This was our backyard for the last two days. All of Tennessee has been under extreme drought conditions and a state-wide burn ban.
On Thursday afternoon, a fire started next to the Elementary School in Walland, TN, on the other side of this mountain from us. This picture was taken Friday night as the fire continued to rage. It was frightening, watching our campground backyard burn, waiting to hear if the fire spread our way a little more and we would be evacuated.
This was not the only fire in the state or even our region. But it was the closest one to our home. We spent last night, packed up, with the slides in, ready to drive off at a moment's notice. The campground already looked like a ghost town as many left in the days before.
Why did we not leave? Not because we're adrenaline junkies. But simply, logistics. To get to another campground from here would involve a more than an hour drive. We did not want to uproot ourselves again if we didn't have to. Make no mistake - if the Fire Department had said to evacuate, the rubber would have been burning. But we decided to stick it out and have faith that our firefighters would get it under control.
And they did. We had an hour's hard rain this morning and it was enough for them to be able to contain it. We've watched BlackHawk helicopters fill up and drop down buckets of water for two days now. The haze and the smell of smoke are pervasive and everywhere. My eyes are still burning and my lungs feel as if they have bronchitis.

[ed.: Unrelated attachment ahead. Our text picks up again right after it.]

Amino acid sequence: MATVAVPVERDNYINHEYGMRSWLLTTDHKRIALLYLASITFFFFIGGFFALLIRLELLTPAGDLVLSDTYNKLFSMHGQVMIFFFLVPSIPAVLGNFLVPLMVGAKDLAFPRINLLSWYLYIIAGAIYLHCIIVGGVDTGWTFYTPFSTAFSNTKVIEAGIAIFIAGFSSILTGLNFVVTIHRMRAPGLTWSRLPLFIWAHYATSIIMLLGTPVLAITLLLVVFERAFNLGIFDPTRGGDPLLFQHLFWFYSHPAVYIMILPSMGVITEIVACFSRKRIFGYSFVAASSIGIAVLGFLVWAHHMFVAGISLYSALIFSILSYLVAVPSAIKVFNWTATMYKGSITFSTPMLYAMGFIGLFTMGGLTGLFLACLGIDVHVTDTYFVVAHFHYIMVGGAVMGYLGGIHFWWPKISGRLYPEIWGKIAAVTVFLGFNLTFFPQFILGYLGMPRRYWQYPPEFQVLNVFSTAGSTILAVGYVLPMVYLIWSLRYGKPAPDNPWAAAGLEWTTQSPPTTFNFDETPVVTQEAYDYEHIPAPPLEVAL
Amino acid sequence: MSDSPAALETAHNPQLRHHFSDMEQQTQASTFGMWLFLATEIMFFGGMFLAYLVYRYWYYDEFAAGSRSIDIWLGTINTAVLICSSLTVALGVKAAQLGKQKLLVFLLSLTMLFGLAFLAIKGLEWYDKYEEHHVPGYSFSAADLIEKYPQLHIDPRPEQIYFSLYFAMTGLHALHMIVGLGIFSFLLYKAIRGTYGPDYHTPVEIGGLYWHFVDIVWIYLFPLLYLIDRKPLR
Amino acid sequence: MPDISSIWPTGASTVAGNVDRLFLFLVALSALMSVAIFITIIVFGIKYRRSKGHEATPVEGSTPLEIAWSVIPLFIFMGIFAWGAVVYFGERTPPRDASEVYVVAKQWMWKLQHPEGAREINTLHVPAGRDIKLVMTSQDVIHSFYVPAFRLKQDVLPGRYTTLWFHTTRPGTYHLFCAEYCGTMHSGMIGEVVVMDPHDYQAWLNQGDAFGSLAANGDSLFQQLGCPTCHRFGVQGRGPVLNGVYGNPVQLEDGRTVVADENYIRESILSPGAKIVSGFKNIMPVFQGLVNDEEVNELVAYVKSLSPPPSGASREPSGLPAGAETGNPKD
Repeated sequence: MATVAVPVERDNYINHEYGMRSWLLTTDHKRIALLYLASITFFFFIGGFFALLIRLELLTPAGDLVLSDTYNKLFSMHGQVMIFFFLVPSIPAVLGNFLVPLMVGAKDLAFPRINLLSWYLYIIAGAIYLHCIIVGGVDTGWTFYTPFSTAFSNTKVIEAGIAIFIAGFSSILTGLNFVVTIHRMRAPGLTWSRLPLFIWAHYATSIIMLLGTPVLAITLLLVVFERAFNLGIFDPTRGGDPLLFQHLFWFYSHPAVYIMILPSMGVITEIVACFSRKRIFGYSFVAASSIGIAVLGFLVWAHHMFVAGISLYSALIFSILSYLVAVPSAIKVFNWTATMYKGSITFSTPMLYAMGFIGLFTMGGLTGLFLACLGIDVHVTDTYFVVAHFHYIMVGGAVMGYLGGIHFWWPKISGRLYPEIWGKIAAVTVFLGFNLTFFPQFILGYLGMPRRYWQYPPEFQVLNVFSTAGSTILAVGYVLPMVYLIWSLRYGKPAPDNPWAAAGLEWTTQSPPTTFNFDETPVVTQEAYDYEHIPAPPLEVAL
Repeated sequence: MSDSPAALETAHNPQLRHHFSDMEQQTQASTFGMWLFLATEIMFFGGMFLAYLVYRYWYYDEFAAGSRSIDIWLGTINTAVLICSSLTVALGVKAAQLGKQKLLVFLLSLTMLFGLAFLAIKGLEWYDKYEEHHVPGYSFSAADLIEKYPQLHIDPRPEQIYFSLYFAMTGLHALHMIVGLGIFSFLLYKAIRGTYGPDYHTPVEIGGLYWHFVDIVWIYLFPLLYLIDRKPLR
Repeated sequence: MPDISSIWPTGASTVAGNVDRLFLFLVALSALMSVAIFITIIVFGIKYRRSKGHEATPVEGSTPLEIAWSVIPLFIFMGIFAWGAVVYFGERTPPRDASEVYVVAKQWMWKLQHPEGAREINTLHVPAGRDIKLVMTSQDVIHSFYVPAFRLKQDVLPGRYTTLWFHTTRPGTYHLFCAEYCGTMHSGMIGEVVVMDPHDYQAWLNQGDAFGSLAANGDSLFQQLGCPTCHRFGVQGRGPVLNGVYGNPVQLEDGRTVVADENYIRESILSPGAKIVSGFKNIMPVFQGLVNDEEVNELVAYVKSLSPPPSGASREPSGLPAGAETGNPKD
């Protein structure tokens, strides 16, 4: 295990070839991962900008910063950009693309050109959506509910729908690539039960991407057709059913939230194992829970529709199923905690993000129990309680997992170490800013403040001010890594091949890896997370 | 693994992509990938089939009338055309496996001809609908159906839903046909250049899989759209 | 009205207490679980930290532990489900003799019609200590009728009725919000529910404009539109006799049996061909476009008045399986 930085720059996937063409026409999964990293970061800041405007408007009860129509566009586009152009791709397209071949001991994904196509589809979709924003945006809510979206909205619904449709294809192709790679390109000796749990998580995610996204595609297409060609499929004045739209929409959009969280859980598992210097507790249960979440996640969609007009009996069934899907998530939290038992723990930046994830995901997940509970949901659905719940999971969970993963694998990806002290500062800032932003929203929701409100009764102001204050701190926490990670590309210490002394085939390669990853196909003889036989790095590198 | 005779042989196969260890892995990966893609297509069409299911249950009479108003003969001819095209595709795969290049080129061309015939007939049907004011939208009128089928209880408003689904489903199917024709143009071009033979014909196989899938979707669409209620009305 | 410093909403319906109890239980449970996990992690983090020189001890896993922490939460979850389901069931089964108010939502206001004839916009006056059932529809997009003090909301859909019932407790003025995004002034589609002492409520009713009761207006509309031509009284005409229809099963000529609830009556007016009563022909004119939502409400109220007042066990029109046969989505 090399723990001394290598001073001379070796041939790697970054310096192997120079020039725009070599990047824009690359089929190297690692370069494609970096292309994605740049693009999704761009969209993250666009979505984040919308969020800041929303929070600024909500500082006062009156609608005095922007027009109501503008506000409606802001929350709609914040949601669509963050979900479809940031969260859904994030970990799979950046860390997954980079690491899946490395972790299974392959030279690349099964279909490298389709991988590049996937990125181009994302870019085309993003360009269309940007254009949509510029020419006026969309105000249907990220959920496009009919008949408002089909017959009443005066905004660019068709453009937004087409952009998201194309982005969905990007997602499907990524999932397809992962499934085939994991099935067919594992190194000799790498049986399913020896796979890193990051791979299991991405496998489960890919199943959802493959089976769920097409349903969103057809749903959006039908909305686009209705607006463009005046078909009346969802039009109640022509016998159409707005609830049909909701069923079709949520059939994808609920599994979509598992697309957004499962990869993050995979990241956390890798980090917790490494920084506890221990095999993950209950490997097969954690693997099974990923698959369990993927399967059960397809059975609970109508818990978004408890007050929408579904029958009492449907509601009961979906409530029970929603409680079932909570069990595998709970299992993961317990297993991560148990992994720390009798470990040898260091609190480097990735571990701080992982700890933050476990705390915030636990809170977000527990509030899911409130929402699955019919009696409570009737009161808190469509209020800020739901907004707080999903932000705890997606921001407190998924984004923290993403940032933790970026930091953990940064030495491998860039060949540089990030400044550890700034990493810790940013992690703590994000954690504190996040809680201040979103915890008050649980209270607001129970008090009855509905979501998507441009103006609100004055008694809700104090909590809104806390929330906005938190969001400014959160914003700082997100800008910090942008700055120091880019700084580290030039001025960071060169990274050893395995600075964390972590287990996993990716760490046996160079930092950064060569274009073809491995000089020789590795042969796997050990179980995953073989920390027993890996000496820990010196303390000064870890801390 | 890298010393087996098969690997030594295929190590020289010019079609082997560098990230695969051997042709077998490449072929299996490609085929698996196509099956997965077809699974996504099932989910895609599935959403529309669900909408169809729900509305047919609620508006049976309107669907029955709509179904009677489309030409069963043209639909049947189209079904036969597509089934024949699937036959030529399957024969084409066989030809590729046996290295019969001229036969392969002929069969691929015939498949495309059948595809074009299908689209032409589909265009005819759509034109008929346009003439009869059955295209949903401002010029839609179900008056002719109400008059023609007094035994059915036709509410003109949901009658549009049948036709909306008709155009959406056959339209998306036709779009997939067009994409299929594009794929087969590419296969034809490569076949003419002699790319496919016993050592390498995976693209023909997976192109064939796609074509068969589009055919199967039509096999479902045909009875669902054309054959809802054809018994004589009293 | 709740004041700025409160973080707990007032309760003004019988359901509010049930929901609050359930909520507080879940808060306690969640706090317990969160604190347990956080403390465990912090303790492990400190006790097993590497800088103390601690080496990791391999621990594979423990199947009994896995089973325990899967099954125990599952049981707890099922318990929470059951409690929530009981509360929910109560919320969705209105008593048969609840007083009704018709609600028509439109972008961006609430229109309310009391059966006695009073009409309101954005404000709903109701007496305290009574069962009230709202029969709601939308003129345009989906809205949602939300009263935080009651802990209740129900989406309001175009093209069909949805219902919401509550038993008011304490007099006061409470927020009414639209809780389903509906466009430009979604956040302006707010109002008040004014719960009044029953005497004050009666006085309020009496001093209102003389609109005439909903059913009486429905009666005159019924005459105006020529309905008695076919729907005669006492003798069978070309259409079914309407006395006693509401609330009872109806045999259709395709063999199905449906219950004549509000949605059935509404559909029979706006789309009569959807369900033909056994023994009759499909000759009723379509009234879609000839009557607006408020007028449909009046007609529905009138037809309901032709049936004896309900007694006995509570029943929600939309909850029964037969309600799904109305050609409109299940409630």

Driving down the road this morning, I felt an overwhelming sadness to see my beloved mountains charred and bare. I know that fires are nature's way of restarting itself, but this was not nature. This was man. And the hundreds of animals that were displaced because of man's actions will leave a terrible legacy.
To add insult to the injury, residents and emergency workers faced the additional obstacle of rubberneckers. Those people who just have to stop to see tragedy unfold before them. Dozens of cars were just stopped on the roadside and people wandered around, taking pictures, without a thought as to where they were walking and in whose path they would be in. Law Enforcement had to use too many of their resources, getting rid of these rubberneckers who made the paths of the emergency workers treacherous.
This morning, when I headed out to buy groceries, all our local roads were closed - not because of the fire, but because of humans. We had to drive an unnecessary five extra miles to find an open road to go home.
As we sat here, waiting to find out if we needed to drive off, I thought of those residents whose homes were in danger. At least our home has wheels. As of this morning, no homes had been lost. This was evidence on how hard our firefighters have worked to protect us. I feel lucky today.